aspen

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Aspen

(ăs`pən), city (1990 pop. 5,049), alt. 7,850 ft (2,390 m), seat of Pitkin co., S central Colo., on the Roaring Fork River; founded c.1879 by silver prospectors, inc. 1881. Declining after an 1880s–90s boom, it was transformed in the 1930s into a ski resort. Affluent, cosmopolitan Aspen is now noted for its Aspen Institute for Humanistic Studies and Aspen Music Festival and School (see Aspen Music FestivalAspen Music Festival,
classical music festival held annuallly each summer in Aspen, Colo. Chicagoans Walter and Elizabeth Paepcke established the Aspen Institute for Humanistic Studies (now the Aspen Institute) in the former silver-mining boomtown, and the Aspen Music Festival
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). The summer music festival was the progenitor (1949) of similar arts festivals throughout the mountain states. The Aspen Art Museum is housed in a building designed by Shigeru BanBan, Shigeru,
1957–, Japanese architect. After graduating (1984) from the Cooper Union School of Architecture, New York City, he established (1985) a practice in Tokyo, later adding offices in Paris and New York.
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.

aspen:

see willowwillow,
common name for some members of the Salicaceae, a family of deciduous trees and shrubs of worldwide distribution, especially abundant from north temperate to arctic areas.
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.
The Columbia Electronic Encyclopedia™ Copyright © 2013, Columbia University Press. Licensed from Columbia University Press. All rights reserved. www.cc.columbia.edu/cu/cup/
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aspen

aspen

related to Poplar Tree, also called “Quaking Aspen” for how it sways in the wind. Whitish bark, which contains salicylin, the natural aspirin also found in willow trees for pain relief and headaches. Inner bark tea used for colds, fever, pain, stomach problems, kidney, bladder, urinary issues, venereal disease, rheumatism, arthritis, diarrhea, worms, menstrual bleeding, anti-inflammatory.
Edible Plant Guide © 2012 Markus Rothkranz

aspen

[′as·pən]
(botany)
Any of several species of poplars (Populus) characterized by weak, flattened leaf stalks which cause the leaves to flutter in the slightest breeze.
McGraw-Hill Dictionary of Scientific & Technical Terms, 6E, Copyright © 2003 by The McGraw-Hill Companies, Inc.

aspen

any of several trees of the salicaceous genus Populus, such as P. tremula of Europe, in which the leaves are attached to the stem by long flattened stalks so that they quiver in the wind
Collins Discovery Encyclopedia, 1st edition © HarperCollins Publishers 2005

ASPEN

(language)
A toy language for teaching compiler construction.

["ASPEN Language Specifications", T.R. Wilcox, SIGPLAN Notices 12(11):70-87, Nov 1977].
This article is provided by FOLDOC - Free Online Dictionary of Computing (foldoc.org)

Aspen

(Aspen Technology, Inc., Burlington, MA, www.aspentec.com) A leading provider of smart manufacturing and supply chain management software and services for the process industries, which includes chemicals, metals and minerals, pulp and paper, electric power and consumer packaged goods. Aspen was founded in 1981 to commercialize technology developed by the Advanced System for Process Engineering (ASPEN) at MIT. From 1976 to 1981, the ASPEN project was funded by the U.S. Department of Energy and a group of more than 50 industrial participants, after which it went public.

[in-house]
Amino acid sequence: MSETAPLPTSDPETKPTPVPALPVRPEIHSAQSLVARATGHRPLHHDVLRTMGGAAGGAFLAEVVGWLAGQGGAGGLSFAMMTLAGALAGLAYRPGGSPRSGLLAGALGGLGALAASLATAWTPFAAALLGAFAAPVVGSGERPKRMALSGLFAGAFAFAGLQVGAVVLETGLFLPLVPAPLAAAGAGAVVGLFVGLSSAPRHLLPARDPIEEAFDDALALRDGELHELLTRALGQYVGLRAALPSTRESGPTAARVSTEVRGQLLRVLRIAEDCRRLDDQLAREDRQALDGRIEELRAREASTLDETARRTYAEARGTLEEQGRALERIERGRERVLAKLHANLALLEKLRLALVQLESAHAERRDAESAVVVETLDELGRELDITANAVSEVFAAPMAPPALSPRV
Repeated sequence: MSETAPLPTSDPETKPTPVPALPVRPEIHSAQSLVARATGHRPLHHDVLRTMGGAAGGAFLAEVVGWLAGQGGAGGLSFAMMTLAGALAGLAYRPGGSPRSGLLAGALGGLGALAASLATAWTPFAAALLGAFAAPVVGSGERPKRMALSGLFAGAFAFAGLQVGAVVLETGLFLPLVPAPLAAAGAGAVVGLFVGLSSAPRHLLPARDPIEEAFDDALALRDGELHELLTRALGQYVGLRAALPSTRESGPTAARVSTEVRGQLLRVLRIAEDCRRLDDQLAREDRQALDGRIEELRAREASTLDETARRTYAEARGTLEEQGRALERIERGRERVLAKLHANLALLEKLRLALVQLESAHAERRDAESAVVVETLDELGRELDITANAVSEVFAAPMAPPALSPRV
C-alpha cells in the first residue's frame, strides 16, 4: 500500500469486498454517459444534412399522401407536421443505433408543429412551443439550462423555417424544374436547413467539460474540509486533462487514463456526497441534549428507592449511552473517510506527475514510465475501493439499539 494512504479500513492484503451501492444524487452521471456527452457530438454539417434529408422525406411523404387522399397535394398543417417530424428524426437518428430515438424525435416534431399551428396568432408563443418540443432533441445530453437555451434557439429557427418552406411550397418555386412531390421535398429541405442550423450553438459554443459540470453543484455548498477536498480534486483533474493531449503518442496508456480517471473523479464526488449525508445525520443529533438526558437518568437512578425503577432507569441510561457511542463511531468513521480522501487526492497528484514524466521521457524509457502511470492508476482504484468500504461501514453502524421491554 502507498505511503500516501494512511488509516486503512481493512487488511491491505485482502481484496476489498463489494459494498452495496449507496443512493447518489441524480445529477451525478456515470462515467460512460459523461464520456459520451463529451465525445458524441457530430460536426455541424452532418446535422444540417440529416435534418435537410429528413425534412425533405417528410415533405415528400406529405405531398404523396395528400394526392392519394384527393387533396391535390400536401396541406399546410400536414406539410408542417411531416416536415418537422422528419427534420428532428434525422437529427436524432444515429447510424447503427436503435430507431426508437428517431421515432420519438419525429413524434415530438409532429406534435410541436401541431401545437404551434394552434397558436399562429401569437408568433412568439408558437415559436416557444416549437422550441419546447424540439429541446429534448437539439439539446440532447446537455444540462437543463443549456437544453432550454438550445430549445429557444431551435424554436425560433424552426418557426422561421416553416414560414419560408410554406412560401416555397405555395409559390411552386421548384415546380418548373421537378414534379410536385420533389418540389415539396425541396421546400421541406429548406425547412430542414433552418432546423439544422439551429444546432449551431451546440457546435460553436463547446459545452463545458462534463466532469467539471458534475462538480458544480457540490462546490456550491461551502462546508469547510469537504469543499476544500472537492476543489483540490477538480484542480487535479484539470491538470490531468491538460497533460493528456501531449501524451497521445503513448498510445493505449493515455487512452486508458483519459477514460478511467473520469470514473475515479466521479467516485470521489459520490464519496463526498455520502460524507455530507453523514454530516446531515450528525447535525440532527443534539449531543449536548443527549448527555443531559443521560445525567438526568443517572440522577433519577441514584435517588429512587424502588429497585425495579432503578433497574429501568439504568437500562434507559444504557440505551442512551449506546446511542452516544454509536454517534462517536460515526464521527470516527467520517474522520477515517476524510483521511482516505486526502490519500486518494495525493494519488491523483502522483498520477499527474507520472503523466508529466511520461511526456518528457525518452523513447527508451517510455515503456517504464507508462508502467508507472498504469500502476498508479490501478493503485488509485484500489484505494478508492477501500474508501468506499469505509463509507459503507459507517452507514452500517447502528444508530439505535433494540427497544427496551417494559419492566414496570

Copyright © 1981-2019 by The Computer Language Company Inc. All Rights reserved. THIS DEFINITION IS FOR PERSONAL USE ONLY. All other reproduction is strictly prohibited without permission from the publisher.
References in periodicals archive ?
In aspen trees the whitish, chalky "bark" you see is actually the tree's phloem layer which is alive.
We only had to fell a few aspen trees to create the space for our cabin.
It follows that the paucity of aspen tree regeneration in YNP during the 20th century is not necessarily a major departure from "natural" conditions.
The evenings were beautiful amid the white trunks of the aspen trees as the late sun colored the sky purple.
Caption: Aspen trees. White powder from the bark of these trees has been used by Native Americans in the United States as a sunscreen.
To make it a Colorado-themed quilt, she used blue in honor of the sky and mountain lakes, gold for the aspen trees, and a tiny floral print to represent wildflowers.
Treatment rooms are named after an identifying graphic on the wall, such, as "Aspen" (with an image of Aspen trees in vivid colors superimposed on a woman's body) and "Paris" (represented by an image of the Eiffel Tower), and infused with contrasting black- apd-white accents, sparkling chandeliers, and vibrantly patterned furniture and rugs.
It is just a few feet off the ground but high enough to give the sensation that you are floating through plantings that include groves of aspen trees, an unusual sight in the East.
As police tried to keep order, fist fights broke out in verdant downtown parks fringed with aspen trees and dotted with plaques honoring Portland's founders and veterans.
The name comes from "wavering tree" - possibly a reference to aspen trees which are still common in the area, from the Old English "waefre" and "treow".
Visit the North Rim on the lofty Kaibab Plateau where you can hike trails that are lined with golden-leaved aspen trees. Facilities on the North Rim, which is 425 kilometers east of Las Vegas, close seasonally in mid-October.
to include sunlight and wind, and the aspen trees which gleam and